Belfast Telegraph

Children may be afraid to go to school following Londonderry alerts

On Monday a van was abandoned at one of the entrances to St Mary’s College girls’ school on an arterial route into the city.

DUP Policing Board members, councillor Keith Buchanan and MLAs Mervyn Storey and Gary Middleton met PSNI chief constable George Hamilton at Police hq in east Belfast following the car bomb in Londonderry and security alerts (Rebecca Black/PA)
DUP Policing Board members, councillor Keith Buchanan and MLAs Mervyn Storey and Gary Middleton met PSNI chief constable George Hamilton at Police hq in east Belfast following the car bomb in Londonderry and security alerts (Rebecca Black/PA)

Children may be afraid to go to school following the Londonderry security alerts, a principal said.

On Monday a van was abandoned at one of the entrances to St Mary’s College girls’ school on an arterial route into the city.

Nearby elderly residents and young families were forced from their homes by the false warnings while police have been tackling vehicle hijackings.

We are worried the children may be coming into school this morning feeling anxious and feeling that it is not safe, we are going to work extra hard to make sure that they feel okay Marie Lindsay, school principal

Marie Lindsay, principal of St Mary’s College, said: “It was an anxious few hours from when we heard that a van or lorry was abandoned at one of the school entrances.

“We are worried the children may be coming into school this morning feeling anxious and feeling that it is not safe, we are going to work extra hard to make sure that they feel okay.

“We were also very worried when we heard that many residents were evacuated from the local area because we know that many of them are elderly and other young families and so on, to think of them being evacuated from their homes, it was a cold, cold night and it was really a big worry.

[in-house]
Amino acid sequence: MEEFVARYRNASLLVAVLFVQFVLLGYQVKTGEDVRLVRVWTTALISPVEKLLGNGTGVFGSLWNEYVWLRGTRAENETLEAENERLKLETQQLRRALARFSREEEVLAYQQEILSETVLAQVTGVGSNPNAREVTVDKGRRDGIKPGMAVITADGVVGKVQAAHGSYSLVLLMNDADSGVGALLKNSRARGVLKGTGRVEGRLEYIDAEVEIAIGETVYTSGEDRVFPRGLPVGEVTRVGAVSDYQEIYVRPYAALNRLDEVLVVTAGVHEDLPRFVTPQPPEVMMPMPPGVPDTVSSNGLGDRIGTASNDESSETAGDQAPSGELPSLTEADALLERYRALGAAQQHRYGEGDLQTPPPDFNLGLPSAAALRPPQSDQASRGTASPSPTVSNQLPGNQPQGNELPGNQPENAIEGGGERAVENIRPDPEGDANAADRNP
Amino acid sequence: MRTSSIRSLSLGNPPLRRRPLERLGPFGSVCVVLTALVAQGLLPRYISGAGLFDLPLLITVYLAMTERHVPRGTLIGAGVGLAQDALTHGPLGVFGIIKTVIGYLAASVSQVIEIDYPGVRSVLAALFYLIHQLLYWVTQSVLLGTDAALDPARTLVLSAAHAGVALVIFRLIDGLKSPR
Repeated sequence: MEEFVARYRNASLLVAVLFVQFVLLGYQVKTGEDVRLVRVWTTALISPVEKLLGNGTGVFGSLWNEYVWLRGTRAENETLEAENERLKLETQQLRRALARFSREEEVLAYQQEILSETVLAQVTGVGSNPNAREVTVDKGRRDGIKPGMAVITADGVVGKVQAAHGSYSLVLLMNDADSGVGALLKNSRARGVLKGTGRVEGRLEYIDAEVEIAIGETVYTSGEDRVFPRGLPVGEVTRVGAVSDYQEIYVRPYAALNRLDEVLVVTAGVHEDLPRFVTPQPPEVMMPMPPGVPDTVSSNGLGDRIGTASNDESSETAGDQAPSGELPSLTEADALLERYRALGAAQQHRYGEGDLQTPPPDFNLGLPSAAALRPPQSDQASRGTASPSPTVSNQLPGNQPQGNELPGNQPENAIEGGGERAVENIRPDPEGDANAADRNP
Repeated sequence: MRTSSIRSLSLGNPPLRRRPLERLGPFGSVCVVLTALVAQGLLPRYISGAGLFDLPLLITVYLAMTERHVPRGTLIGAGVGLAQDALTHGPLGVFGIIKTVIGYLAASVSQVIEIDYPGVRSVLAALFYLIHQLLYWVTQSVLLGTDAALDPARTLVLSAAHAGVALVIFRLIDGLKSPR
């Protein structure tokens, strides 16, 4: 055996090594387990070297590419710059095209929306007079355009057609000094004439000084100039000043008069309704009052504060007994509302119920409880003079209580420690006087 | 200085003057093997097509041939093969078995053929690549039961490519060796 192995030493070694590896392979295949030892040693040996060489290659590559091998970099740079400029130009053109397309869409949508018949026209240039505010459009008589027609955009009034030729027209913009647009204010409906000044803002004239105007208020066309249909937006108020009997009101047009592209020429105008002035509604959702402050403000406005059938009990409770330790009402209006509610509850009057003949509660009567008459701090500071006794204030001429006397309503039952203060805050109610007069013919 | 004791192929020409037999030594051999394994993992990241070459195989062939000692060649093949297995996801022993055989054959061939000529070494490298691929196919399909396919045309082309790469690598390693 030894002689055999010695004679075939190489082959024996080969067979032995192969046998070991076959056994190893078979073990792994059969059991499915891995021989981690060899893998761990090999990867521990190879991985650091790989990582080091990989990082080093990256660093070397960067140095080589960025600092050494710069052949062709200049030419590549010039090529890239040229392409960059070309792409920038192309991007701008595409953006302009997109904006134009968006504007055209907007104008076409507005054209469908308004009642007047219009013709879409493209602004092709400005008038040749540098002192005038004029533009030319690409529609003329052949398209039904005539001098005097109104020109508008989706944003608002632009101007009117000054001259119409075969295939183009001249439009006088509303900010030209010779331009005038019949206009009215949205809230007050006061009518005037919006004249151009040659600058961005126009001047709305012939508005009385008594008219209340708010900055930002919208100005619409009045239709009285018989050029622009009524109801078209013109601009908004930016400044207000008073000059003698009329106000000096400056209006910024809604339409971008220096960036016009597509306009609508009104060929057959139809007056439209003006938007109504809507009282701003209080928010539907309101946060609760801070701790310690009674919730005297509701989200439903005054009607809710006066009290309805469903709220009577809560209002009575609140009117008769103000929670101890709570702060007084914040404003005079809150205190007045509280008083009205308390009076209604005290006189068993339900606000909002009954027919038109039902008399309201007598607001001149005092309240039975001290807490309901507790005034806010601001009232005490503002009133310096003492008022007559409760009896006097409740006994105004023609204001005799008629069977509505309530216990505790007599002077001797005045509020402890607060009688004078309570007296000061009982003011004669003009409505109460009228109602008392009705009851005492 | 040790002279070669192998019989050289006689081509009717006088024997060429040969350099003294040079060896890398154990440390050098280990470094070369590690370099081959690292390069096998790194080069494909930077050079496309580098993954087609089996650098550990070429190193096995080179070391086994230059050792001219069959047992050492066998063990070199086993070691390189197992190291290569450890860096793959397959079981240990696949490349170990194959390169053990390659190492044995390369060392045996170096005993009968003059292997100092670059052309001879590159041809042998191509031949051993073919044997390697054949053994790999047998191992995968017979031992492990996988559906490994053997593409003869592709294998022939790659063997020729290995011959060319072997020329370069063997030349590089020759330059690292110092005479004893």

“We are very relieved and thankful this morning that we are able to have the school open and for the children to be in school as normal.”

Three hoaxes created disruption after a car bombing in the city on Saturday which was blamed on dissident republicans the New IRA.

Four out of five men held over the bombing have been released.

A 50-year-old man arrested on Monday remains in police custody.

Residents were forced to leave their homes in the vicinity of the security alerts on Monday, two of which involved masked men hijacking vehicles, while bomb disposal experts carried out checks.

Police Service of Northern Ireland District Commander Superintendent Gordon McCalmont said the impact on the communities from the scares could not be under-estimated and the force shared their “anger and frustration”.

“We are grateful to those in the community who worked with us to find temporary shelter for those evacuated and for the patience of the people of this city as we worked as quickly as possible to make sure it was safe for normal life to resume.

“We share your anger and frustration when incidents like this happen but our overriding priority will always be the safety of everyone in this city.”

In the first scare on Monday three men reportedly hijacked a white Transit van in the Circular Road area at around 11.30am before throwing an object in the back and abandoning the vehicle.

Army bomb disposal experts carried out a controlled explosion on the van.

Just over two hours later, at 1.45pm, police received a report that four masked men – one allegedly armed with a gun – had hijacked a postal delivery van on Southway.

Police said the two occupants were ordered to drive to Lonemoor Road and leave it there.

The third incident saw another abandoned vehicle in the city cause panic on Monday night.

Police attended Northland Road after an Asda delivery van was left parked across the road, stopping traffic in front of St Mary’s secondary school.

Elderly residents were evacuated from their homes in pyjamas as police attempted to secure the area.

Meanwhile, a controlled explosion was carried out on a suspicious object discovered in Belfast on Monday night.

PSNI Inspector Natalie McNally said Springfield Road and Lanark Way in north Belfast have reopened.

PA

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